In a gadda da vida, honey
Don’t you know that I’m lovin’ you
In a gadda da vida, baby
Don’t you know that I’ll always be true…
In-A-Gadda-Da-Vida by Iron Butterfly, it came out in 1968. I was six. I’d like to postulate that as a precocious, headbanging child, I walked around my house flinging my mane of long curly hair forward and back in time with the music, much like how my kids, five and two years old, made drums out of beach buckets and sang along to the KKK Took My Baby Away by the Ramones. But my household wasn’t like that. I recited sing-song nursery rhymes and sported a crew cut.
In-A-Gadda-Da-Vida, do you know this song? I asked Susan that tonight; she does. That surprised me. She’s six years younger than me, wasn’t a teenage stoner, doesn’t even like heavy metal. Maybe this is one of those songs that permeates culture so deeply it touches everybody. You’ll have to let me know in the comments.
A clean, rapid, climbing scale on an organ. A clear, deep base lays out a simple melody. A fuzzbox guitar picks up the melody, pushes it into a higher octave. The organ, now raspy fills in the blank spaces. Seventeen seconds in, a wall of sound, a rocking buzz. A deep, resonant voice brings in the lyrics.
Oh, won’t you come with me-he-he?
And I’ll take your hand-and-and.
This song is an effing masterpiece.
I’m always late to the game. I started carrying a smartphone only three years ago. And while I’ve listened to music on Sophie’s phone, primarily in the car, hundreds of times, I’ve never downloaded a song to my own phone. Until now. Part of the issue is I’m cheap. I’ve bought all the music I like, already, on CD. The thought of buying it again so I can get it on my iPhone drives me nuts. So in the car, I play CDs. At home, I use Alexa or a computer.
Like all libraries around the United States right now, the one where I work is repeatedly reminding thousands of patrons that they don’t need to come into the library to be library users. E-Books, e-Audio books, downloadable magazines, and YouTube videos stream many (most?) of our services right into their home. One of the products we license and then offer to our patrons for free is called Freegal. It’s a commercial-free music streaming platform. And each week, users are permitted to download five songs to keep permanently. Guess what I downloaded last week.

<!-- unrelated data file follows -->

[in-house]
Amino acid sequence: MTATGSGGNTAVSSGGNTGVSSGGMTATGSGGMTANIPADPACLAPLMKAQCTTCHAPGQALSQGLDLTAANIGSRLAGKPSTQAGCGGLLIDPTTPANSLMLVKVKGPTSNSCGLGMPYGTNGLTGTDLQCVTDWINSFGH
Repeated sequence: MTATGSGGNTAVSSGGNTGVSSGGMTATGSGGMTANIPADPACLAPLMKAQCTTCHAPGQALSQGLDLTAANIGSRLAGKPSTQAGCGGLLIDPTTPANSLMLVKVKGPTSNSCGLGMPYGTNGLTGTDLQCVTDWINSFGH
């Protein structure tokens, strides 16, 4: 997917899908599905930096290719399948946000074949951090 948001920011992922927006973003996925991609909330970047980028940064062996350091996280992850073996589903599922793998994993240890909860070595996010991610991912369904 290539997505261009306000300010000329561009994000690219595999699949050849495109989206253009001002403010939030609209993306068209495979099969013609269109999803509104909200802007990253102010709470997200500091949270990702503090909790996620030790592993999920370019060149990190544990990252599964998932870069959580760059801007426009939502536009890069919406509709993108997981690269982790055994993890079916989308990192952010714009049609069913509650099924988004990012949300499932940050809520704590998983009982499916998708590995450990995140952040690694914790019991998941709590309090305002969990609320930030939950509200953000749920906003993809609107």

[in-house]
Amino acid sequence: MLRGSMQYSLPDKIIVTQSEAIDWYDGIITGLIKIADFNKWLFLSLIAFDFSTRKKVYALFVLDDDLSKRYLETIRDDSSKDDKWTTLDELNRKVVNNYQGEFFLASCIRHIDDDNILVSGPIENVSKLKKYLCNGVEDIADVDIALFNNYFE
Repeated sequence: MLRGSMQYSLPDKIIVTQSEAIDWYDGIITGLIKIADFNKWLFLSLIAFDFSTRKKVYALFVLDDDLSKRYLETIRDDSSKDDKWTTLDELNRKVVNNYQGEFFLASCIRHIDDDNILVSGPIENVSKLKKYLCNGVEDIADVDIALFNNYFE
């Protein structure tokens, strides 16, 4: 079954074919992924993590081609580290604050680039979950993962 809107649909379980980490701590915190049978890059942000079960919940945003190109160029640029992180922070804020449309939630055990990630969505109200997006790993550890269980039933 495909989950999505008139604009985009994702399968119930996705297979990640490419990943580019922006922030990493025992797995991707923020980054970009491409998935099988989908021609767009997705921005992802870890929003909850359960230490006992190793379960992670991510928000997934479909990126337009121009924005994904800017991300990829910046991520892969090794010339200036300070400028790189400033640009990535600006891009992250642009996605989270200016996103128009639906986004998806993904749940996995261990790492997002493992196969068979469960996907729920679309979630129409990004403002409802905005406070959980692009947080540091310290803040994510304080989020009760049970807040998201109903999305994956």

I joined the burn-out crowd in ninth grade. A friend smuggled a jelly jar full of gin into a school dance, a night that introduced me to several new people. Two months later I was hanging with a completely different crowd. This is when I first heard In-A-Gadda-Da-Vida. When I think back, I’m sure I only heard it a handful of times during high school. And maybe a handful more in college. And maybe two or three times as an adult. How can I be so sure? The song is seventeen minutes long. They don’t play it on the radio, and I never bought the album. And frankly, it just isn’t the sort of song any of my friends would own.
Some folklore surrounds the song. From Wikipedia: According to drummer Ron Bushy, organist-vocalist Doug Ingle wrote the song one evening while drinking an entire gallon of wine. When the inebriated Ingle played the song for Bushy, who wrote down the lyrics for him, he was slurring so badly that what was supposed to be “in the Garden of Eden” was interpreted by Bushy as “In-A-Gadda-Da-Vida”. More folklore, Iron Butterfly, along with Deep Purple, Black Sabbath, and maybe one or two other late sixties bands invented the sound we now recognize as heavy metal.
I don’t want to sound hyperbolic, but this is the comparison that comes to mind. Beethoven’s Symphony No. 9, fourth movement—the Ode to Joy. Instantly recognizable from the first measure, building and reimagining a theme throughout the piece. Both, equally addictive. The song has flaws, which make it human: There’s a three-minute drum solo six and a half minutes in. Not much of a discernable rhythm, just Bushy banging on the drums—toms and bass drums mostly. In all honesty, it sounds like something I might come up with if I drank too much wine and had the house to myself. It doesn’t sound overly skilled, but for some reason, I want to listen again and again. Also, the lyrics are absolutely horrible. The vocals go out of tune now and then. But still, I find it magical.
Susan says artists, at times, channel the divine. They achieve something so unbelievable, it can only be a god speaking through the mortal. Van Gogh’s Starry Night, the Beatles’ A Day in the Life, Bob Marley’s Redemption Song. For me, In-A-Gadda-Da-Vida is another example. It’s funny, some of you will click the link and listen. Most of you will think “God, what noise!” But possibly someone will hear what I hear—that moment in history when everything was still perfect and unspoiled, in the Garden of Eden.